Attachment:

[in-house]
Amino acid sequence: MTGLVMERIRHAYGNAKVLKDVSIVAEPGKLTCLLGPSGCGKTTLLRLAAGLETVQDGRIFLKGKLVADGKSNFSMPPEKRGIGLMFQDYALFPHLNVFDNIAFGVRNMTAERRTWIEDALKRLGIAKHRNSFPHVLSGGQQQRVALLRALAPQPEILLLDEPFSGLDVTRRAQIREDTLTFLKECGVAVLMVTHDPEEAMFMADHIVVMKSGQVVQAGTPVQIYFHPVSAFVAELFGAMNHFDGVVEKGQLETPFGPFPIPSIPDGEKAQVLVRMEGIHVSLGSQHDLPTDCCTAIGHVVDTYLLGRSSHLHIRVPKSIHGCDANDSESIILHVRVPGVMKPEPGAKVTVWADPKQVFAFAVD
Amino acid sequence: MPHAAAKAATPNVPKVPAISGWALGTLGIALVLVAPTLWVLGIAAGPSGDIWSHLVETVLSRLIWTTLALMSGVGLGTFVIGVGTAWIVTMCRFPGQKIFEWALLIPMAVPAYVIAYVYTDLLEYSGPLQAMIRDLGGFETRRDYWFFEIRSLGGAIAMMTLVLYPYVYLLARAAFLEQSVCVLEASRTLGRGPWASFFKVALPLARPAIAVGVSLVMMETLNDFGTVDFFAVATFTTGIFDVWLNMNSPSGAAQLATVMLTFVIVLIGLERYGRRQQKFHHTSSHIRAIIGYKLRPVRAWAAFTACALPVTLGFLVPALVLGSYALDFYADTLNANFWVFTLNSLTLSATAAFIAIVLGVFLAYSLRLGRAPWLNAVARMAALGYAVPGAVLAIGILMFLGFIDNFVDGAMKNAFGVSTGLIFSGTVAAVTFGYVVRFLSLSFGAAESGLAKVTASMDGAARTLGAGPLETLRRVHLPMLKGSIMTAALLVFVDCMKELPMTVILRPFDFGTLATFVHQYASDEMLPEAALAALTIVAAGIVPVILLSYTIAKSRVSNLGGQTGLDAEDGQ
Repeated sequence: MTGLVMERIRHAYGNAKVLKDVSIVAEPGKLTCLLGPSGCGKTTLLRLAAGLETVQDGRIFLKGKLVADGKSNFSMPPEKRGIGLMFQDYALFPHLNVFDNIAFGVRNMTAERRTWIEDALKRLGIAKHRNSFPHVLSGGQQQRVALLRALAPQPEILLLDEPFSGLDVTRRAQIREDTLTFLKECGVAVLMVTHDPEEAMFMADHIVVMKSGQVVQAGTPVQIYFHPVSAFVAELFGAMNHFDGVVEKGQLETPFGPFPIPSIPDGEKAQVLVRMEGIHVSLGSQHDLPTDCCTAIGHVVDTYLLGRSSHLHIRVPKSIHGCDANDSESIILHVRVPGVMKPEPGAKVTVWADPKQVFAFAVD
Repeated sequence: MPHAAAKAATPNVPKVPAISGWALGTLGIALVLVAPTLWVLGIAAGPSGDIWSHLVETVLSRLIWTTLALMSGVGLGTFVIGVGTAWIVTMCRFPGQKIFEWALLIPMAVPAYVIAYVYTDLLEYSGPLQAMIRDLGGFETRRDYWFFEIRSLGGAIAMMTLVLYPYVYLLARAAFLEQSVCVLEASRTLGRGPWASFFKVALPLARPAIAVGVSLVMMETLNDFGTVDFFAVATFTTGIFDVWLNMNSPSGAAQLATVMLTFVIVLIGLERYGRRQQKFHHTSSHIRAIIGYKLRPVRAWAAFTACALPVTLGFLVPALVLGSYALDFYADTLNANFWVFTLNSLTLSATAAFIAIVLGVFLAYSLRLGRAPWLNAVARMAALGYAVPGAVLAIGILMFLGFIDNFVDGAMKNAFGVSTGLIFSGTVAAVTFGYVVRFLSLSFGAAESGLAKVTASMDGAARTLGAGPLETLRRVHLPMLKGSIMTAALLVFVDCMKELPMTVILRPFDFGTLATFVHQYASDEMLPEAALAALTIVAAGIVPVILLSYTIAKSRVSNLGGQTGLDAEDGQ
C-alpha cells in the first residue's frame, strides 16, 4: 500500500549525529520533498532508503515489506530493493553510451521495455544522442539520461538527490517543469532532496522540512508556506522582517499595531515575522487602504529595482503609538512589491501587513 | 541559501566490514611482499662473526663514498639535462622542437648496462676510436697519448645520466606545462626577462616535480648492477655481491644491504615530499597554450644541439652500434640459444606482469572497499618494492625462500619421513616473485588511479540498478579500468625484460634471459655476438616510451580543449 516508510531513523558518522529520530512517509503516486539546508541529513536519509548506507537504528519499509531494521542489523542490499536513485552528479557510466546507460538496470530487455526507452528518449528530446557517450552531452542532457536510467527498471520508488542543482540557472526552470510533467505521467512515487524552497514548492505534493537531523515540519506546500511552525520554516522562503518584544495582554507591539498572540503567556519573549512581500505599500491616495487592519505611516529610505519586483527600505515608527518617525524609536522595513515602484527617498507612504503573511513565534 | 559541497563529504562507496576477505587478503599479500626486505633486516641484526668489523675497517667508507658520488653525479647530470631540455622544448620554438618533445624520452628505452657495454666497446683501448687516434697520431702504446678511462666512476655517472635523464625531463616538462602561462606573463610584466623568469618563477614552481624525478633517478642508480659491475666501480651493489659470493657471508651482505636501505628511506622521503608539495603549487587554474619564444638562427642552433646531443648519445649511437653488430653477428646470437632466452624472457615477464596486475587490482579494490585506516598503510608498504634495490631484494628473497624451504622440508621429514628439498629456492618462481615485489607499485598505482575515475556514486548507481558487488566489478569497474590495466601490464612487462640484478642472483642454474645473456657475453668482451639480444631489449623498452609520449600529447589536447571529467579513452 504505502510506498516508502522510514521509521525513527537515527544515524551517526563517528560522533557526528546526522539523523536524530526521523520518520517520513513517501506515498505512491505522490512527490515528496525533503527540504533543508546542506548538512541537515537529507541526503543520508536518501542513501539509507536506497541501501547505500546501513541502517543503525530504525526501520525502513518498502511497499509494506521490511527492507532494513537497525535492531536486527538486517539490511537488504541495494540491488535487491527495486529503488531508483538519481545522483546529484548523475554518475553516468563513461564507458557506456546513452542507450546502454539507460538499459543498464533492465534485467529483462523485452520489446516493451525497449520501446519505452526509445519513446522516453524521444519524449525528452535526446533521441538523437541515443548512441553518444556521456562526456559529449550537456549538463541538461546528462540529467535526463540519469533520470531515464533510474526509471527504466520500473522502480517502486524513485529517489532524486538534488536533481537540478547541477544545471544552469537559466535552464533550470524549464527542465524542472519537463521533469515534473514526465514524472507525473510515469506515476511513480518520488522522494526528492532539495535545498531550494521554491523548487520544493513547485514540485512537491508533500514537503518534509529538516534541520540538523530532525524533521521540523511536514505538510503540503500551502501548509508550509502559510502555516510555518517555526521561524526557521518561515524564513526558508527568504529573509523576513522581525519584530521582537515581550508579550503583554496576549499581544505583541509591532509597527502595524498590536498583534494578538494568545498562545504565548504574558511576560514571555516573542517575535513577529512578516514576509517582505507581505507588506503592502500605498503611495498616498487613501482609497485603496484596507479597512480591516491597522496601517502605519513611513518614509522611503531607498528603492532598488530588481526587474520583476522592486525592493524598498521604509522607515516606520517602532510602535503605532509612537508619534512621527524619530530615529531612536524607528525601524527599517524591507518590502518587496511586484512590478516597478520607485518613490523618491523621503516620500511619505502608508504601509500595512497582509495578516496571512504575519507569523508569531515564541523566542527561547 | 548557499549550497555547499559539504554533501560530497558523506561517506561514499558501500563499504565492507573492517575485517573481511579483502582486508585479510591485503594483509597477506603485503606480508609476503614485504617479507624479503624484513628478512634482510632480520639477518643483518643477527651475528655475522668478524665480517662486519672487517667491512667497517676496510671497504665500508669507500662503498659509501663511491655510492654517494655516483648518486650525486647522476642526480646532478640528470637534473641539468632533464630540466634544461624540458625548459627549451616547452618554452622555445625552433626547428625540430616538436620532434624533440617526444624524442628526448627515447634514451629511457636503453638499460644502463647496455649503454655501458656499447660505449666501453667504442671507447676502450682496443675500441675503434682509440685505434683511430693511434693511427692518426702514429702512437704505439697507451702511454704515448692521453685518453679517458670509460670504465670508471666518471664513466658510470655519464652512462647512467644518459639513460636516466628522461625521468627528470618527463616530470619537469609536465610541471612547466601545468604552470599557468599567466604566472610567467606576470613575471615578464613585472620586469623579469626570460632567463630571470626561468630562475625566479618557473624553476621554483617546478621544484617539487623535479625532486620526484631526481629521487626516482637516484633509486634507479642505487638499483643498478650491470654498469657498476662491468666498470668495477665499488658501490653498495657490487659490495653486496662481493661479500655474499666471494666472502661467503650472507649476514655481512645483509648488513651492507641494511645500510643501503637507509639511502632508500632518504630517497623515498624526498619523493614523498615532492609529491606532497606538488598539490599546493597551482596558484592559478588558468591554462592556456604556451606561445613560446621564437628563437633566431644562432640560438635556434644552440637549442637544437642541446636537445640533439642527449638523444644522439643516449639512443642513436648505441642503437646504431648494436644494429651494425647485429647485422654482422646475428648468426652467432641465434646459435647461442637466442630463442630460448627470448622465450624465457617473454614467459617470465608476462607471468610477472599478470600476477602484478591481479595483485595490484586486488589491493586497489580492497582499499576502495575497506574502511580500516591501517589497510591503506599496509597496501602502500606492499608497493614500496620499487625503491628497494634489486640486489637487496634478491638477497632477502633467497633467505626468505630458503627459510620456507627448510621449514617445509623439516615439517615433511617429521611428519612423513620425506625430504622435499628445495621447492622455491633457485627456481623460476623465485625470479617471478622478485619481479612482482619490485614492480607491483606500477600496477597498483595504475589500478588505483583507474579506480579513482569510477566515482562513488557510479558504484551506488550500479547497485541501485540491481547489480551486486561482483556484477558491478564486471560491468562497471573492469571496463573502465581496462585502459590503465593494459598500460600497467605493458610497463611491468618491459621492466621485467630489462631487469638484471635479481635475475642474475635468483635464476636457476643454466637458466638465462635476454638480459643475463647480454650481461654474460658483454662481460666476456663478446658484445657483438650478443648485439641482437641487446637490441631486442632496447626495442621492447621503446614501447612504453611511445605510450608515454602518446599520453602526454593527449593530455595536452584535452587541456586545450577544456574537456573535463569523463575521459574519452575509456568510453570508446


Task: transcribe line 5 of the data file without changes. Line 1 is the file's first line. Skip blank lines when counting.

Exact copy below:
Repeated sequence: MPHAAAKAATPNVPKVPAISGWALGTLGIALVLVAPTLWVLGIAAGPSGDIWSHLVETVLSRLIWTTLALMSGVGLGTFVIGVGTAWIVTMCRFPGQKIFEWALLIPMAVPAYVIAYVYTDLLEYSGPLQAMIRDLGGFETRRDYWFFEIRSLGGAIAMMTLVLYPYVYLLARAAFLEQSVCVLEASRTLGRGPWASFFKVALPLARPAIAVGVSLVMMETLNDFGTVDFFAVATFTTGIFDVWLNMNSPSGAAQLATVMLTFVIVLIGLERYGRRQQKFHHTSSHIRAIIGYKLRPVRAWAAFTACALPVTLGFLVPALVLGSYALDFYADTLNANFWVFTLNSLTLSATAAFIAIVLGVFLAYSLRLGRAPWLNAVARMAALGYAVPGAVLAIGILMFLGFIDNFVDGAMKNAFGVSTGLIFSGTVAAVTFGYVVRFLSLSFGAAESGLAKVTASMDGAARTLGAGPLETLRRVHLPMLKGSIMTAALLVFVDCMKELPMTVILRPFDFGTLATFVHQYASDEMLPEAALAALTIVAAGIVPVILLSYTIAKSRVSNLGGQTGLDAEDGQ